The selected poems of Wanda Coleman, edited by the American poet Terrance Hayes, and published in the UK under the title Wicked Enchantment, has brought her back into the spotlight. Considered to be the unofficial poet laureate of Los Angeles, she died in 2013 age sixty-seven.
“Wanda Coleman, like Gwendolyn Brooks before her, has much to tell us about what it is like to be a poor black woman in America,” Tony Magistrale, Black American Literature Forum
Coleman’s powerful, poetic outrage giving a voice to the impoverished and dispossessed of the inner city makes her a standard-bearer for equality. Her lyricism and imagery cast a singular spell. Wicked Enchantment is crucial reading for understanding the #BlackLivesMatter movement.
“I’m a candidate for the coroner, a lyric for a song” (page 33)
The edgy integrity of her words convey fundamental truths, considering what George Orwell wrote in the essay Politics and the English Language: “If thought corrupts language, language can also corrupt thought.”
Born in Watts in 1946, Wanda Coleman lived in and around Los Angeles for much of her life. Her mother worked as a housekeeper while her boxer-father was a sparring partner for the light-heavyweight champion Archie Moore.
Apart from her numerous collections of poetry, mostly published by Black Sparrow Press, she also wrote short stories, novels, nonfiction, plays and scripts for film and T.V., and was awarded an Emmy in 1976. Her working day (she wrote at night) took in employment as a Peace Corps recruiter, a waitress, an editor of a soft-core porn mag, a medical secretary, a radio host, a journalist (later blacklisted), an editor of an arts newsletter, a proof reader, a screenwriter and a university lecturer, often doing multiple jobs at a time.
“The wolf will come for me sooner or later
i know this
the wolf makes no sexual distinctions
i am the right color
he has a fetish for black meat and
frequently hunts with his mate alongside him” (page 5)
Themes and passions are repeated in the American Sonnets and Dream Song series, as well as in the series Notes of a Cultural Terrorist, Letter to My Older Sister, Essay on Language and Life as a Cartoon. The poem Aptitude Test is wickedly funny and subversive.
Men and money come and go. She brings up her two children as a single mother. She craves attention and compassion. She magnificently decries the complexities of poverty, violence, rioting, lynching, racism, sex, pills and bottles, and smoking up the American Dream.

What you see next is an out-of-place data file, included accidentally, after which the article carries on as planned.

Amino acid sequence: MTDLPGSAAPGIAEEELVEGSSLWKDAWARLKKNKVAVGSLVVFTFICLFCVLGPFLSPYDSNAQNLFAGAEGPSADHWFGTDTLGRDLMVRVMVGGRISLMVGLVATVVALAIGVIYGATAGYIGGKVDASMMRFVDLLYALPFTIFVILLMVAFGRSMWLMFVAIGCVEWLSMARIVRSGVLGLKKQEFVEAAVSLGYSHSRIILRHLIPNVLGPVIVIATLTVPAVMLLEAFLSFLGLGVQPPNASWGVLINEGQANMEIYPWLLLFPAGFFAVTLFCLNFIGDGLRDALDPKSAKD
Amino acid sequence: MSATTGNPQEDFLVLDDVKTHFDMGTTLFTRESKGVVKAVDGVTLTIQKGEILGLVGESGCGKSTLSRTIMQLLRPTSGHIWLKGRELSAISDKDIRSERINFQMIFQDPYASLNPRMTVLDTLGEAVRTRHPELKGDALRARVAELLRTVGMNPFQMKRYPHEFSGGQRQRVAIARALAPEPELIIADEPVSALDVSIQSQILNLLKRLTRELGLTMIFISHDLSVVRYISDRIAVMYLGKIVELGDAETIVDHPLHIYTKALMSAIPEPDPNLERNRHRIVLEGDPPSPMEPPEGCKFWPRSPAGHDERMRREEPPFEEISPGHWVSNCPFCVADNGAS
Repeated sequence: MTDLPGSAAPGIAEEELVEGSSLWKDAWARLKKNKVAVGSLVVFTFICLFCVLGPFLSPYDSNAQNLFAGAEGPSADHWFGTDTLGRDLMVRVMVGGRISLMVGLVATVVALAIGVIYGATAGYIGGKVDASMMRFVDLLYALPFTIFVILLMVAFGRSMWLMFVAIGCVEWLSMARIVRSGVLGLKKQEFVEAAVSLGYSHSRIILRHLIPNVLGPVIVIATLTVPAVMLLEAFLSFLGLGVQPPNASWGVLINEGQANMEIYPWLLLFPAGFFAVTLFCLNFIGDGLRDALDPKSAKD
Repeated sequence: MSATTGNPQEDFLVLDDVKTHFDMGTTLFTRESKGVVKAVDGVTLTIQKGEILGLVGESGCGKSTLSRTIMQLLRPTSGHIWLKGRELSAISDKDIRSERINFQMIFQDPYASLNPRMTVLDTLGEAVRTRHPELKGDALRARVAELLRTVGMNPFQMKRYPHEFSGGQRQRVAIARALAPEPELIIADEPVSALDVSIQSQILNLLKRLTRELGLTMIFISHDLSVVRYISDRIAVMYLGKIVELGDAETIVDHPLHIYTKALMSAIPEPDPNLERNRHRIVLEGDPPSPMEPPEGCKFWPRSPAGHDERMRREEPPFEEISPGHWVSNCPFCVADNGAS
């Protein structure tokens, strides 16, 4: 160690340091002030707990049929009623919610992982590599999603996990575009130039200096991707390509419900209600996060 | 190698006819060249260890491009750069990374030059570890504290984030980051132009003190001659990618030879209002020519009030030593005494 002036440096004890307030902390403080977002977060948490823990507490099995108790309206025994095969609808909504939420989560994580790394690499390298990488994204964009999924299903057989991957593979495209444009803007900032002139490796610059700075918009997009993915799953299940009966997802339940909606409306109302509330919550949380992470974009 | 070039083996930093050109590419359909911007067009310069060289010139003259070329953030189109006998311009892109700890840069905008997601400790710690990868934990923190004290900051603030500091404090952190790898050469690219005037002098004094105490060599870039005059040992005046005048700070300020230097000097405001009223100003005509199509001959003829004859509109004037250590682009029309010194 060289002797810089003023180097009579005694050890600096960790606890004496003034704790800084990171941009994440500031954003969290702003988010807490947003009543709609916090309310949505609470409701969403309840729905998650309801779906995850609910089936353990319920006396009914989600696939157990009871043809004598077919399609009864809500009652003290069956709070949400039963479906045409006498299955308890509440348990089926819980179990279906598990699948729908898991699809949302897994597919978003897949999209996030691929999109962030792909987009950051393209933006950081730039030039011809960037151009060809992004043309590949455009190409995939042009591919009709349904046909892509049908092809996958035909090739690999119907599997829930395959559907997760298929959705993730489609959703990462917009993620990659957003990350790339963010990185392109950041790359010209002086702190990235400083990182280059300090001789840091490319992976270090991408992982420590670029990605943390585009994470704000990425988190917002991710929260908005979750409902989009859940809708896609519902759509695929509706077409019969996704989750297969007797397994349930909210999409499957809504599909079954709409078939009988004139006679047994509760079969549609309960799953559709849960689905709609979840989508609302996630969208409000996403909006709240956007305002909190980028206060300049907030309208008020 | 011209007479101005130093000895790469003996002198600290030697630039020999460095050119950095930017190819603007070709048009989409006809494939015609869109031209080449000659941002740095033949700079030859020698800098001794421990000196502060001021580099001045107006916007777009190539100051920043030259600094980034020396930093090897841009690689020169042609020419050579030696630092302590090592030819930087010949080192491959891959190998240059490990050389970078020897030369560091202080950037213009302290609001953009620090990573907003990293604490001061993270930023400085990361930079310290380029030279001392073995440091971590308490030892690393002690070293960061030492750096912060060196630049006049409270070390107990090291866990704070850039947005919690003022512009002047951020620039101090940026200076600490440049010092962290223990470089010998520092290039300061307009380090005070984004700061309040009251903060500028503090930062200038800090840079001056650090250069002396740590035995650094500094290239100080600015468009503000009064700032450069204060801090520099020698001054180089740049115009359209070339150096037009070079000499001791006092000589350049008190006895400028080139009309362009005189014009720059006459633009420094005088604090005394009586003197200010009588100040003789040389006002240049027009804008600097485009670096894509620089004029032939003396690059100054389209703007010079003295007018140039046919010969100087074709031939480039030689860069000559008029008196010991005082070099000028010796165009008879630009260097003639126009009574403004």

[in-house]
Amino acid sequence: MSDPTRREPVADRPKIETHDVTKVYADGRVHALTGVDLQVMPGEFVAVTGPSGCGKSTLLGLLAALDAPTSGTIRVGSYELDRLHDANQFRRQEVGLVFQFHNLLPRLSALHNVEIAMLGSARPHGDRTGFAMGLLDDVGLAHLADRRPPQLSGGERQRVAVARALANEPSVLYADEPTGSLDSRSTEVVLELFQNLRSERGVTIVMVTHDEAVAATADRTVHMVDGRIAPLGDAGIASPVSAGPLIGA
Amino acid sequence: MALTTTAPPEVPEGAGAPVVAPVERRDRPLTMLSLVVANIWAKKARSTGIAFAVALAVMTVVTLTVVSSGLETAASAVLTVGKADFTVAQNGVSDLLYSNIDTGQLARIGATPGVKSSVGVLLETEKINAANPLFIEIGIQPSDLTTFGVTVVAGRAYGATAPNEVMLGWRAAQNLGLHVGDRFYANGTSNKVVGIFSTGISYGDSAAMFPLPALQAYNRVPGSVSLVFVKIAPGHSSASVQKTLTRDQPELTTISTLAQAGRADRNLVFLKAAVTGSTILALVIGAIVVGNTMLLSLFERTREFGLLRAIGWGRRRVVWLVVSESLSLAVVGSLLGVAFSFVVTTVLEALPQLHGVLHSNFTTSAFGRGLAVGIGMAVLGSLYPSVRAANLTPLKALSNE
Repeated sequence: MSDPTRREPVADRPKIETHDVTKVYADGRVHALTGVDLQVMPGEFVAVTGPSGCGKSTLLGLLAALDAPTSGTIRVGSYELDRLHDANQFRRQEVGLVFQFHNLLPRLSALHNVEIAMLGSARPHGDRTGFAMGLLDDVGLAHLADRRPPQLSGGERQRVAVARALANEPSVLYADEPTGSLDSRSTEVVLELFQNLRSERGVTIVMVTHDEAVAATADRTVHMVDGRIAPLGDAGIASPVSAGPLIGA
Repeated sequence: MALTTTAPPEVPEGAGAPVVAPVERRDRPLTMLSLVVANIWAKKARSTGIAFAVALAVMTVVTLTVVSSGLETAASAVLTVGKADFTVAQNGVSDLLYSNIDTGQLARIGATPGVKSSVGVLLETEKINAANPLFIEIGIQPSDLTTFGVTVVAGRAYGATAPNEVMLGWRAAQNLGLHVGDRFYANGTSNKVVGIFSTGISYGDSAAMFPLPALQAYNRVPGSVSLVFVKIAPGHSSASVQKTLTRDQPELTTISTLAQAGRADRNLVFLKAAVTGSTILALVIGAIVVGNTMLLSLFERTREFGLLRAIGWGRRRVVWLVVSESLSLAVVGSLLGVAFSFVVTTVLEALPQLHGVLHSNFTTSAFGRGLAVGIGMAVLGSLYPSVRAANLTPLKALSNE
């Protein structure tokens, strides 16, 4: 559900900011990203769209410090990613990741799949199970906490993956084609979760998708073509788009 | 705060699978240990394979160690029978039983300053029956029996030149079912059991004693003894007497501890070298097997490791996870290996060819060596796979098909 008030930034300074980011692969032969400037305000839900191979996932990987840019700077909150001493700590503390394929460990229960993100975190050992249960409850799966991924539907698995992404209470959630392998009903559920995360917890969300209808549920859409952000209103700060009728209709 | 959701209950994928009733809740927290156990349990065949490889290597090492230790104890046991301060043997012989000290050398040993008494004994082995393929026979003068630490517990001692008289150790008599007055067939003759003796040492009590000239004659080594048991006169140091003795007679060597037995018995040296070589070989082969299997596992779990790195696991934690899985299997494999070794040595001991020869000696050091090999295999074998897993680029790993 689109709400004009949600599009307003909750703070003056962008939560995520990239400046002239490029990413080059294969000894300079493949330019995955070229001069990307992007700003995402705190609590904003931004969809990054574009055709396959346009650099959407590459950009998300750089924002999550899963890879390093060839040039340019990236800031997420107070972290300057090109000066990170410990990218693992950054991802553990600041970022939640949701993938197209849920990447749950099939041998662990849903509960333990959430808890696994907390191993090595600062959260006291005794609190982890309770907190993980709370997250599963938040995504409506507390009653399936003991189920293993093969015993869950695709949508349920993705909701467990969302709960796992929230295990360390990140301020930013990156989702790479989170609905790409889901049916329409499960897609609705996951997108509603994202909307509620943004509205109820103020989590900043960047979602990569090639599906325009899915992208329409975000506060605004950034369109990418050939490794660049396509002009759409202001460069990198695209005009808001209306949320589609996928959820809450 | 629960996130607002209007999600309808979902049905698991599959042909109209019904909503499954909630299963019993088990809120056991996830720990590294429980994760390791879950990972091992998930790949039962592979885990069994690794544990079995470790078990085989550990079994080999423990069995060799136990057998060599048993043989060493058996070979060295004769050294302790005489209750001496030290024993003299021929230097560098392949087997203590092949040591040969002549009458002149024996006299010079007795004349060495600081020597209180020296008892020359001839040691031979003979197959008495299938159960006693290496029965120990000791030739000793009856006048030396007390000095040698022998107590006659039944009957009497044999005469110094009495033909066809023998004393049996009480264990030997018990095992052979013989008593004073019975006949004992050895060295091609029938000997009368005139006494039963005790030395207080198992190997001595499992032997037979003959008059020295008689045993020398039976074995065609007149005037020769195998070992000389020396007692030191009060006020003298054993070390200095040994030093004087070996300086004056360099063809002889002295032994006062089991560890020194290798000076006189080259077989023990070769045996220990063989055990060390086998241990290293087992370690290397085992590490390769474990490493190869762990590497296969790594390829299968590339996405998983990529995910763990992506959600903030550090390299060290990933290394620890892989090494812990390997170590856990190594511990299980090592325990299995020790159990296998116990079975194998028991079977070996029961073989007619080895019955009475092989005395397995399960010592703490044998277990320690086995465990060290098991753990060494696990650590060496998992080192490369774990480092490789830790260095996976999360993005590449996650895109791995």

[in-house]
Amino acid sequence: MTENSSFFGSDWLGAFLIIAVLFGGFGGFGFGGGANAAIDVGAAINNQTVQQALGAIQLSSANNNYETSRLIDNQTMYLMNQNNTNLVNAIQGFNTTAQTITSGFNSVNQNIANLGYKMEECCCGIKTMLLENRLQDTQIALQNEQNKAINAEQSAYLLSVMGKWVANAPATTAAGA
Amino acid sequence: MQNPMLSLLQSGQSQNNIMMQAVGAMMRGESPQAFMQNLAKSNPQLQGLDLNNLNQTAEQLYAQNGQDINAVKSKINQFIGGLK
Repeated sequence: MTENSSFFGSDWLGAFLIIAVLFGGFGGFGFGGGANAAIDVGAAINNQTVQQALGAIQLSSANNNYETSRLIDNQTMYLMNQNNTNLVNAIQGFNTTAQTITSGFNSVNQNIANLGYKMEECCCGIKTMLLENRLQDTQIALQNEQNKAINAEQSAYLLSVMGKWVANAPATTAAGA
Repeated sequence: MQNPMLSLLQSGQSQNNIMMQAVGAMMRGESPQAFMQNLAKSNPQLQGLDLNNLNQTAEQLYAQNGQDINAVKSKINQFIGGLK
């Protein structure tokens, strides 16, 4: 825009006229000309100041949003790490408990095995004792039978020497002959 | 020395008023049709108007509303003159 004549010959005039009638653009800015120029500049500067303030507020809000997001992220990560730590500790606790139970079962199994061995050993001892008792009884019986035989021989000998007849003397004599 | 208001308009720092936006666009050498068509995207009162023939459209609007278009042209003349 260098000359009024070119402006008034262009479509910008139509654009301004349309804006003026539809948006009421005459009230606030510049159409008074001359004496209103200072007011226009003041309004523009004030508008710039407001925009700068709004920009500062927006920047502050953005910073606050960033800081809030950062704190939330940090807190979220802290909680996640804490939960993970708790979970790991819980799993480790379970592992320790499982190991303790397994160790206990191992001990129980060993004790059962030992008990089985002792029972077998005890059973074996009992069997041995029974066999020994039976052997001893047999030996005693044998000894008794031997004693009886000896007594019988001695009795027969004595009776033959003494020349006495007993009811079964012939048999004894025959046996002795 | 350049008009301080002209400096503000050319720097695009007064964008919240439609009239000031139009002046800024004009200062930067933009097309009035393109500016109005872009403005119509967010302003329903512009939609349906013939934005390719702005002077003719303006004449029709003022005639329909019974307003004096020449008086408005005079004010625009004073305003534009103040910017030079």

“The blow to his head cracks his skull
he bleeds eighth notes & treble clefs” (page 69)
She is most derisive and tongue-in-cheek about herself:
“wanda when are you gonna wear your hair down
wanda. that’s a whore’s name
wanda why ain’t you rich
wanda you know no man in his right mind want a ready-made family
why don’t you lose weight
wanda why are you so angry
how come your feet are so goddamn big
can’t you afford to move out of this hell hole
if i were you were you were you
wanda what is it like being black
i hear you don’t like black men
tell me you’re ac/dc. tell me you’re a nympho. tell me you’re into chains
wanda i don’t think you really mean that
you’re joking. girl, you crazy
wanda what makes you so angry
wanda i think you need this
wanda you have no humor in you you too serious
wanda i didn’t know i was hurting you
that was an accident
wanda i know what you’re thinking
wanda i don’t think they’ll take that off of you
wanda why are you so angry” (page 48)
The shape and rhythm and colour of her words are dynamic expressions of her inner and outer worlds, which she metabolises and reforms to create jazz fusion and funk on the page. She pays artful and provocative homage to Langston Hughes, Lewis Carroll, Allen Ginsberg, James Wright and Anne Sexton among others.
Wicked Enchantment is a singular, subversive collection by a singular, subversive poet that will continue to fascinate, illuminate and resonate, especially given the current political climate. Its timely publication will hopefully alert a new generation to an undervalued and underappreciated radical mistress of the written and spoken word.
The UCLA Library Special Collections holds the Wanda Coleman Papers. Support the fight against inequality: take action, buy the book, read it to, and with, friends and family!
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